Presentation on theme: "P revent disability R estore movement I mprove function D ecrease pain E nergize life P.R. I.I.I.I.D. E. Wellness Systems, Inc."— Presentation transcript:
P revent disability R estore movement I mprove function D ecrease pain E nergize life P.R. I.I.I.I.D. E. Wellness Systems, Inc.
Ergonomics… From Another Perspective Background and case histories Petti Redding, OTR P.R.I.D.E. Wellness Systems, Inc.
RSI statistics OSHA studies show that… RSI’s account for 34% of all lost workdays due to injury RSI’s claim $1 out of every $3 spent for Workers’ Comp Total annual RSI costs exceed $60 billion RSI’s are the fastest growing workplace injuries in the U.S. RSI's result in the highest median days away from work RSI's have the highest average Workers’ Comp cost-per- case from $14,000 to $29,000
Lost Work Days Per RSI (Median # of Days) Carpal Tunnel Syndrome– 27 days Repetitive Motion Injury– 19 days Shoulder– 16 days Upper Arm– 15 days MSD– 14 days Wrist– 14 days Tendonitis– 14 days Tenosynovitis– 14 days Hand & Fingers– 10 days Hand & Wrist– 11 days Bursitis– 7 days Bureau of Labor Statistics - 2006
Primary problems of RSI’s Pain (burning, sharp, dull, achy, etc.) Parasthesia (numbness and tingling) Weakness Fatigue of body part Can we find a common link?
Muscles: the lowest common denominator of injury
The concept of structural integrity of the musculoskeletal system
Unbalanced Typical, dysfunctional postures leading to musculo- skeletal pain, vertebral dysfunction, arthritic conditions, etc.
Postural self tests Up against the wall test Hand-shoulder test Hamstring tightness test Brachial plexus nerve glide test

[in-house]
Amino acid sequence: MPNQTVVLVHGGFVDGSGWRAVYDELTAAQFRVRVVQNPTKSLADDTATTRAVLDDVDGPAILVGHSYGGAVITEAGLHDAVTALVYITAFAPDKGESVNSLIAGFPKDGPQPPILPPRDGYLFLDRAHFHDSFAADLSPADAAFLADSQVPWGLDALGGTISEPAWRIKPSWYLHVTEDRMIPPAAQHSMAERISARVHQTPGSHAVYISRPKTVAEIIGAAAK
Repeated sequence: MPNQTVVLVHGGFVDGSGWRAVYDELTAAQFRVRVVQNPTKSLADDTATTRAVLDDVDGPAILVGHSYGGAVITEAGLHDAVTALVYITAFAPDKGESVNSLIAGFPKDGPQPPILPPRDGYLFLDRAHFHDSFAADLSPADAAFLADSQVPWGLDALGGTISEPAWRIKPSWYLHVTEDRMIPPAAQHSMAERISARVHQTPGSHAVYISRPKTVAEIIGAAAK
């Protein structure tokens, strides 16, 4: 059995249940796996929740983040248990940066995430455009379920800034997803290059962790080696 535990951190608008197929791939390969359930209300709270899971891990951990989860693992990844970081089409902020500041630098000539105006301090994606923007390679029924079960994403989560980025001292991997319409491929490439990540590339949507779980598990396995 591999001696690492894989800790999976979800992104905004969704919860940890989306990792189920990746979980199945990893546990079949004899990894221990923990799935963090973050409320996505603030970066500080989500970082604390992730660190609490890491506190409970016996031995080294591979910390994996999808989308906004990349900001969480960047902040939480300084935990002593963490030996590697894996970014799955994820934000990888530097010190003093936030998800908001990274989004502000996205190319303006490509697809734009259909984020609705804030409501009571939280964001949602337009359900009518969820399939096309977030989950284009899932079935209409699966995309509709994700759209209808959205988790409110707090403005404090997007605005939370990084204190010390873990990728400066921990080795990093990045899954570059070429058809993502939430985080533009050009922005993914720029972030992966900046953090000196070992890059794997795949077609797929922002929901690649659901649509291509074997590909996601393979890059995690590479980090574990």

Root cause of dysfunction… Muscles Bones are pulled out of alignment by muscles that are generally : 1. Weak and overstretched on 1 side 2. Tight & stronger on the opposite side
Primary cause of RSI Pain- the trigger point Mechanisms of injury include muscle that work overstretched, overshortened or overloaded Based on energy crisis and dysfunctional motor endplates Most often overlooked in the diagnostic process by the medical community- Why?
Dysfunctional muscles… the trigger point Muscles contracting in over-stretched, over- shortened or over-worked positions Muscles holding a static, isometric contraction for extended periods of time … lead to a in blood flow and resulting energy crisis
Trigger Point Formation 1 st Actin and myosin proteins fail to disconnect in multiple sarcomeres 2 nd Leading to increased tension throughout the entire muscle
Relationship of trigger points and nerve entrapment Tight muscles Lack of nerve glide Nerve compression Nerve damage
Scalenes trigger point and referred pain pattern
Gluteus minimus trigger point and referred pain pattern
Infraspinatus trigger point and referred pain pattern
Trigger point deactivation Locate trigger point Apply firm, moderate pressure Hold about a minute Stretch muscle afterward Repeat 6-8 times a day Usually takes 1 day to 1-2 weeks (depending how long it’s been there)
But what does that have to do with posture and lack of structural integrity?
Primary Cause of Structural Dysfunction Behaviors lead to… non-balanced, structurally misaligned postures lead to… muscles statically overstretched and overworked which leads to… 1. Pain 2. Nerve entrapments 3. Misaligned joints that contribute heavily to degenerative joint disease (Osteoarthritis)
The Primary Culprit… Sitting! Our spines are DESIGNED in an “S” Good sitting results in “S” posture, w/ all joints in neutral alignment and muscles relaxed
The “S” curve Good sitting results in “S” posture, w/ all joints in neutral alignment and muscles relaxed